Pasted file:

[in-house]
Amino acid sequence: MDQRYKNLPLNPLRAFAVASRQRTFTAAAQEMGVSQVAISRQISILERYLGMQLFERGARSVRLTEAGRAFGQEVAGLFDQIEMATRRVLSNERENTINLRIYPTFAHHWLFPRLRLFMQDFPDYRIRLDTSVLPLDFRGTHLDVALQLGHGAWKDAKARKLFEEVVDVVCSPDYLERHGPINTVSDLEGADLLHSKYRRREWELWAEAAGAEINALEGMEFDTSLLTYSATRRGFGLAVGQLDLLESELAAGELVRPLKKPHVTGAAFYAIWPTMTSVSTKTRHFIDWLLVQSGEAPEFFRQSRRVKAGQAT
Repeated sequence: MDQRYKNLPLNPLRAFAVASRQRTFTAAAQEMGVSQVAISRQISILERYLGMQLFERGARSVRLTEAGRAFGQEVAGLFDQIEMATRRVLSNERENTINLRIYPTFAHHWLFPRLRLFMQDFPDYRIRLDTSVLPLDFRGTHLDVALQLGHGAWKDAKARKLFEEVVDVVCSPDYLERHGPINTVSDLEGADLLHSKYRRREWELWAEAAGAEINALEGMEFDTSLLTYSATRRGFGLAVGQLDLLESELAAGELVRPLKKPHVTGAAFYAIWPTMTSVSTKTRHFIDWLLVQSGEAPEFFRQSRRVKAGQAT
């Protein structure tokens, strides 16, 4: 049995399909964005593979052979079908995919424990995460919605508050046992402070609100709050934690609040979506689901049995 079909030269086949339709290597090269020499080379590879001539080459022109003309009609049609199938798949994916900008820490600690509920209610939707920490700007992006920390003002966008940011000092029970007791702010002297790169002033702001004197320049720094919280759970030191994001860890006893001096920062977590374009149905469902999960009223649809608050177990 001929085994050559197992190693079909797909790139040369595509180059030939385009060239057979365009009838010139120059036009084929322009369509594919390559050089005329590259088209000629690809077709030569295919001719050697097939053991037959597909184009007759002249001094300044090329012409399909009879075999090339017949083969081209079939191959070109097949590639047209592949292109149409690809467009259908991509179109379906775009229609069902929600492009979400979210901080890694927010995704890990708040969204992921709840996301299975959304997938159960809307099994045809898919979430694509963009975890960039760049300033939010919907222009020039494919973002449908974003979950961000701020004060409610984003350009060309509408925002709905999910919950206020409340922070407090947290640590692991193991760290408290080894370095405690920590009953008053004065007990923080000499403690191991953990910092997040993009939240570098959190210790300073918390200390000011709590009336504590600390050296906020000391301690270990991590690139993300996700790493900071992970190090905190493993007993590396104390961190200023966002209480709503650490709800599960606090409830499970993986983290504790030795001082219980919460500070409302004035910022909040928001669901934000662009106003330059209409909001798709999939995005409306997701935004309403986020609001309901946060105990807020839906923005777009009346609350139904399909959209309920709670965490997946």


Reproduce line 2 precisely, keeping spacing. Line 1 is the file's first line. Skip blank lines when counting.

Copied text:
Amino acid sequence: MDQRYKNLPLNPLRAFAVASRQRTFTAAAQEMGVSQVAISRQISILERYLGMQLFERGARSVRLTEAGRAFGQEVAGLFDQIEMATRRVLSNERENTINLRIYPTFAHHWLFPRLRLFMQDFPDYRIRLDTSVLPLDFRGTHLDVALQLGHGAWKDAKARKLFEEVVDVVCSPDYLERHGPINTVSDLEGADLLHSKYRRREWELWAEAAGAEINALEGMEFDTSLLTYSATRRGFGLAVGQLDLLESELAAGELVRPLKKPHVTGAAFYAIWPTMTSVSTKTRHFIDWLLVQSGEAPEFFRQSRRVKAGQAT